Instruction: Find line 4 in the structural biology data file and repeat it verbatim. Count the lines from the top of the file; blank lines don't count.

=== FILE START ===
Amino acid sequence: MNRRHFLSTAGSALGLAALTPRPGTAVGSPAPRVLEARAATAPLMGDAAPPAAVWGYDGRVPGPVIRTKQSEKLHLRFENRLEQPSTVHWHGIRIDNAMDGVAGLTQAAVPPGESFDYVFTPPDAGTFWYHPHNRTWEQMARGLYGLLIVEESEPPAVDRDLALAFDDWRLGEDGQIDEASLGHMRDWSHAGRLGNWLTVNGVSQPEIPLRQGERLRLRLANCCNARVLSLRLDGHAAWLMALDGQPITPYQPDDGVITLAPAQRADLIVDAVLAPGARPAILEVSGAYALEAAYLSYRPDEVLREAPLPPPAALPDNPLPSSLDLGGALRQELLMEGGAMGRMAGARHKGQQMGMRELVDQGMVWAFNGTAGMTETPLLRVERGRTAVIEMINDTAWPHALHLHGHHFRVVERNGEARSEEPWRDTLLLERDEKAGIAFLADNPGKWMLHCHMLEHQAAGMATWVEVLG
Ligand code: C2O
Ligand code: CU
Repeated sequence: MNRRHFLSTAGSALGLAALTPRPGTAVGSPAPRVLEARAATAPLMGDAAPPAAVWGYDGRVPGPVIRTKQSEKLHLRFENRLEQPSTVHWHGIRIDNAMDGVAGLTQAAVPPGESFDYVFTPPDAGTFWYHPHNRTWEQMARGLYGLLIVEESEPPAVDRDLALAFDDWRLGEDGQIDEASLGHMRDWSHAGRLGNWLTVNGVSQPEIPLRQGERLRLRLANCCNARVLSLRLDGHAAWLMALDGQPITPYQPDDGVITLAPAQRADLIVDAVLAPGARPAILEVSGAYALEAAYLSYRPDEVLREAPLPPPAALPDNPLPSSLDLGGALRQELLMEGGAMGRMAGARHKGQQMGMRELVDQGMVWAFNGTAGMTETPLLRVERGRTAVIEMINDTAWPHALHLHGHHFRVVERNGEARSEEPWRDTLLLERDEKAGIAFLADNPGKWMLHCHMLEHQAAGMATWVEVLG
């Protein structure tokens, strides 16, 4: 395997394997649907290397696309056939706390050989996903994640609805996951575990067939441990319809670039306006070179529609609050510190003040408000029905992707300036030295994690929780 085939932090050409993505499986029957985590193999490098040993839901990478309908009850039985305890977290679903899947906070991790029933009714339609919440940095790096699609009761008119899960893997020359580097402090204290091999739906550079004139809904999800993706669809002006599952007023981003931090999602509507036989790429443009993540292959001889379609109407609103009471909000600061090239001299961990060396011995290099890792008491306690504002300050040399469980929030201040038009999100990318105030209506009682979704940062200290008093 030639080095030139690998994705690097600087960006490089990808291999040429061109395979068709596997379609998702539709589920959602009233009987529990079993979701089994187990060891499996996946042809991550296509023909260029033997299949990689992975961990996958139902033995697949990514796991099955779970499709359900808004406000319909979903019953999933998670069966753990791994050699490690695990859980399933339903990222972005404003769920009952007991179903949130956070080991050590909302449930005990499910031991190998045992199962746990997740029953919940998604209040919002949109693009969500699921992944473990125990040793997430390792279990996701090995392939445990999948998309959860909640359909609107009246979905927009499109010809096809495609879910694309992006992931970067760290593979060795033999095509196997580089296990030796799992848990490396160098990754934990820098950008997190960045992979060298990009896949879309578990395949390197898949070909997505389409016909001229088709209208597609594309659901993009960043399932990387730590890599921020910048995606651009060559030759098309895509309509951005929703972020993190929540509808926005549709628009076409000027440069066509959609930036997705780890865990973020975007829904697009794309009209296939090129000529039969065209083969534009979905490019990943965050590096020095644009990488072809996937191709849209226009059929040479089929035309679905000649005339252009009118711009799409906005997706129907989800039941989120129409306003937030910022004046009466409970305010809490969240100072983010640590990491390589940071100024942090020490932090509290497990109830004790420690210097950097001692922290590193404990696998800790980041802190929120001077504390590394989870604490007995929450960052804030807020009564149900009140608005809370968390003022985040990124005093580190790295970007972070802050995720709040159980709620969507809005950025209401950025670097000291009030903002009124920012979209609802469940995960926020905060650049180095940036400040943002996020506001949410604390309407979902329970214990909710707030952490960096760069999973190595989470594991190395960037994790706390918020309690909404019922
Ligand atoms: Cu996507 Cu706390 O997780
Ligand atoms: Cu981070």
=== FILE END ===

Repeated sequence: MNRRHFLSTAGSALGLAALTPRPGTAVGSPAPRVLEARAATAPLMGDAAPPAAVWGYDGRVPGPVIRTKQSEKLHLRFENRLEQPSTVHWHGIRIDNAMDGVAGLTQAAVPPGESFDYVFTPPDAGTFWYHPHNRTWEQMARGLYGLLIVEESEPPAVDRDLALAFDDWRLGEDGQIDEASLGHMRDWSHAGRLGNWLTVNGVSQPEIPLRQGERLRLRLANCCNARVLSLRLDGHAAWLMALDGQPITPYQPDDGVITLAPAQRADLIVDAVLAPGARPAILEVSGAYALEAAYLSYRPDEVLREAPLPPPAALPDNPLPSSLDLGGALRQELLMEGGAMGRMAGARHKGQQMGMRELVDQGMVWAFNGTAGMTETPLLRVERGRTAVIEMINDTAWPHALHLHGHHFRVVERNGEARSEEPWRDTLLLERDEKAGIAFLADNPGKWMLHCHMLEHQAAGMATWVEVLG